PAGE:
Cassandra at scale and beyond

It was quite warm and comfy, inside the belly of the beast

RDBMS operations are tricky on both small and large scales, especially long term. So, let’s clear things up a bit for column-oriented databases and respective datasets.

Is it any good ?

Well, yes. While there are simply no real long-term reliability guarantees, Cassandra actually can be pretty useful for some purposes. Let’s clear some common biases and focus on the good stuff for now.

Good stuff

Actor persistence

Cassandra, as a Column store, is great for actor models persistence. It can be a huge game-changer when used with Akka Projections and event-sourced behavior Cluster Sharding. In this case, Cassandra can be a journal store for incoming events and pending Actor Behavior Snapshots.


Cassandra schema development is a bit tricky. It requires getting all the application queries that will be performed beforehand, to decide on how the Clustering Key columns will be actually sorted.

Chebotko diagram example


AWS Keyspaces is a managed Cassandra service with quite good enough performance and low operational requirements. It’s a decent choice when you want to try it but don’t want to get into all the bugs, lags, corruption, sleepless nights, and other nasty things. Keyspaces is not a silver bullet — there is a lot of limitations, but without Compaction, Repairs, and Backup hassle. AWS Keyspaces service has a pretty decent point in time recovery.

Plan B

Well, and there’s always ScyllaDB, which is an exceptional replacement for Cassandra with a much more well-developed life-cycle — there’s even a decent k8s operator. So, after some struggle, you also might find out that Scylla covers most of the Cassandra design flaws and plain bugs. And there’s a lot of bugs present.

Not great stuff


First and foremost, “schema-less” doesn’t mean that changing the schema will be free. Additional DB accessor abstraction can help to mitigate added operation costs during migrations.

Flaky Eventual consistency

You’ll need at least 5 replicas of your production data to make it actually available for more or less decent operation. Thus when we’re talking about Time-series stuff or just plain old analytical data — ask yourself: can your company or clients really afford having 5 copies of it ?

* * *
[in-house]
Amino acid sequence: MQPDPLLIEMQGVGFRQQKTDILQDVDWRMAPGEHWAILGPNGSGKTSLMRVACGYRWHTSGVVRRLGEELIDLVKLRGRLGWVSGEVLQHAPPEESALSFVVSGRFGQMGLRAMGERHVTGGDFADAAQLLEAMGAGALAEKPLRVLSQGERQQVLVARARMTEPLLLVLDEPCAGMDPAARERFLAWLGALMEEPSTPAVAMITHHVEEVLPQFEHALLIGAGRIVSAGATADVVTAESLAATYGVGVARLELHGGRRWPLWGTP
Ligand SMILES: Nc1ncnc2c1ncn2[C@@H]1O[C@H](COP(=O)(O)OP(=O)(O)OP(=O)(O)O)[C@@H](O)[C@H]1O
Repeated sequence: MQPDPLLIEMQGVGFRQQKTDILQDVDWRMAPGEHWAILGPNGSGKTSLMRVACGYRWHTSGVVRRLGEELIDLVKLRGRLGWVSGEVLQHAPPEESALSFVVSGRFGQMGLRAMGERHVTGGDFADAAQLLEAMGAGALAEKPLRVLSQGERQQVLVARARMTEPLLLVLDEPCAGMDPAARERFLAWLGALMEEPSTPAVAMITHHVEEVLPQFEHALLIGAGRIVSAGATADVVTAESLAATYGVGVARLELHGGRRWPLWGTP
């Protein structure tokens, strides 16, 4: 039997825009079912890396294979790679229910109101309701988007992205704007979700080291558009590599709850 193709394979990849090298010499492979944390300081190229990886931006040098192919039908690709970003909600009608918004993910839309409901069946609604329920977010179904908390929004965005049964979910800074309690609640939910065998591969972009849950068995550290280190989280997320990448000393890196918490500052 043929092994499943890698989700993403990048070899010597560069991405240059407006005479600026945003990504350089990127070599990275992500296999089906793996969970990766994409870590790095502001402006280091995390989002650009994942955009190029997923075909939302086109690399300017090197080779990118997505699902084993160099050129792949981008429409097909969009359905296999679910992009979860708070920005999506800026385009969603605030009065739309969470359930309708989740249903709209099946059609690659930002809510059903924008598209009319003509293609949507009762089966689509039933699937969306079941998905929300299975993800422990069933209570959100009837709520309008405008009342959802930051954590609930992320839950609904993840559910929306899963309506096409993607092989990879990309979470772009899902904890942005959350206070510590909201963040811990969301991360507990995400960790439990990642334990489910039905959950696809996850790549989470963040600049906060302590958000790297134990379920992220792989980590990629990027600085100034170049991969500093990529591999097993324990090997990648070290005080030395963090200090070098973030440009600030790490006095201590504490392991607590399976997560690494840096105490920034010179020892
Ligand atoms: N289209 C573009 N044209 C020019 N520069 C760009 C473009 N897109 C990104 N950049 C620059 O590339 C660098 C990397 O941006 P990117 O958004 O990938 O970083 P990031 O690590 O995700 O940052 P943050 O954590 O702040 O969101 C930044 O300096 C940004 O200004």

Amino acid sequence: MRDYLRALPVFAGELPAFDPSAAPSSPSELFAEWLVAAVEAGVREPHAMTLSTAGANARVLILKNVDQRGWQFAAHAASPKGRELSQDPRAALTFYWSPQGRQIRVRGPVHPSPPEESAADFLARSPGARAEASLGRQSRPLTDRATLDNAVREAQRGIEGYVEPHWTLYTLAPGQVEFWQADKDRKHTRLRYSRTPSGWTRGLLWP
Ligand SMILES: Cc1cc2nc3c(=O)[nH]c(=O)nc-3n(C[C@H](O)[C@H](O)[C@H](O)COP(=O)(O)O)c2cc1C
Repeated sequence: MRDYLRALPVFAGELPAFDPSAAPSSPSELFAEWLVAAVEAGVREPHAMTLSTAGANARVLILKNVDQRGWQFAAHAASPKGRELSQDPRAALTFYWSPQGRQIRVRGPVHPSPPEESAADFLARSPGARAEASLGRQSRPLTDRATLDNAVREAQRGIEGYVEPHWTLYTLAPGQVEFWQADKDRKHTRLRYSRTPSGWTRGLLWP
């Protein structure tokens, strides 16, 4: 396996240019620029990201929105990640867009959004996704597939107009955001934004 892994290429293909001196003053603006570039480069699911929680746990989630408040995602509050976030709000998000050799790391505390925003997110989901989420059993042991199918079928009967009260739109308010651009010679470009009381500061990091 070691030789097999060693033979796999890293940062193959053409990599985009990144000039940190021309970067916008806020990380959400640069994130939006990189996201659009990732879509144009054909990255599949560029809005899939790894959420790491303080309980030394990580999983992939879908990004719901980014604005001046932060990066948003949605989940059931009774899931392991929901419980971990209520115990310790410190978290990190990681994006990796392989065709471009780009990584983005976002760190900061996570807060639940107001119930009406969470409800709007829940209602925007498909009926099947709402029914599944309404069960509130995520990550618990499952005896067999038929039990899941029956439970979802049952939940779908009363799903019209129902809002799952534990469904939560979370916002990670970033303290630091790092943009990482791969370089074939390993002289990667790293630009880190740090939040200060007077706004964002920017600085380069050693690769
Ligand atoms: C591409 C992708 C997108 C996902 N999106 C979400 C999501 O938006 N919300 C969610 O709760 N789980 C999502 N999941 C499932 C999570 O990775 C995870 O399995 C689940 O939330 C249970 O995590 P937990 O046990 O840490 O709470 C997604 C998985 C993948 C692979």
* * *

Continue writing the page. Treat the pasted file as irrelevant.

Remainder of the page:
Data kinds

Understanding what kinds of data are being stored and for what purpose they’re being indexed is essential — all your data has some form of deprecation, and managing data deprecation is crucial for ensuring database performance and proper resource utilization.


There are two major machanism of the data backup in both Cassandra and ScyllaDB — incremental backups and Snapshots. But there’s not much difference between them: incremental backups are taken between table flushes and can be deleted securely after the actual flush, while snapshot is a full copy of the table. Usually snapshots are being created before compaction, because of possible compaction failure, which essentially doubling the disk space requirements. Using both snapshots and incremental backups helps to reduce the disk space requirements, but most of the time they’re simply ignored and deleted if there were no major issues for the last ten days or so (it’s the time hinted handoffs are not being discarded).


Well, there are few approaches for Cassandra streaming, but none actually reliable enough
• trigger based streaming — you have no control over internal ThreadPools and trigger impl may cause performance loss
• Change Data Capture (CDC) streaming — in simple words, you can stream a copy of all your flushed commit log entries, but there’s an added hassle of merging and compacting commit logs manually. If consumer is too slow — Cassandra refuses to accept new transactions.
• Incremental backups streaming — it could work just great, except it streams not quite up to date and there’s a potential data loss. That’s the approach Netflix actually have been using for quite a while.


As you might already know, Cassandra uses append-only type of storage data structure called Log Structure Merge Tree (LSM-tree) and a Disk Commit Log.
Thus all transaction are being written onto the disk first, before being stored and processed in-mem. The downside to this is that Commit Log should be stored at the fastest IOPS-wise drive available, even better if it’s managed IOPS devices. The other caveat is that LSM-tree is an append only tree, so it needs to be compacted after getting too many deletes stored inside of it.


The rule of thumb: “In case of doubt and fear of consistency loss — run full repairs”. Repairs are fairly frequent and can be compared to “Full Cluster Scans” if we’re talking in relational DB performance terms. Even though there’s an Incremental repairs mechanism present, running full cluster repairs node by node, after restoring from a Snapshot or just bootstrapping a replacement node, is a MUST. Cassandra may lose it’s consistency by itself due to multiple, relatively unpredictable factors. If a full repair had failed — it’s more convinient to recover the failed node from the snapshots, than run repairs once again due to excessive cluster gossiping and network overhead.

Too sum it up

This all essentially means that
1) You have to keep 50% free disk space, always
2) You have to keep 50% of your available IOPS, always
3) You have to be able to double the networking bandwidth on demand
4) You have to be prepared that during repairs at least one node will become inaccessible and you may lose Handoffs, which would require an additional repairs run
5) You have to be prepared to Allocate a Mirror cluster from scratch in case of major schema migrations or Hadoop integration


Surely, you can “just get things done” with Cassandra and it will work perfectly fine, if you’ll control the growth of your Cluster and fine-tune most of the stock parameters.



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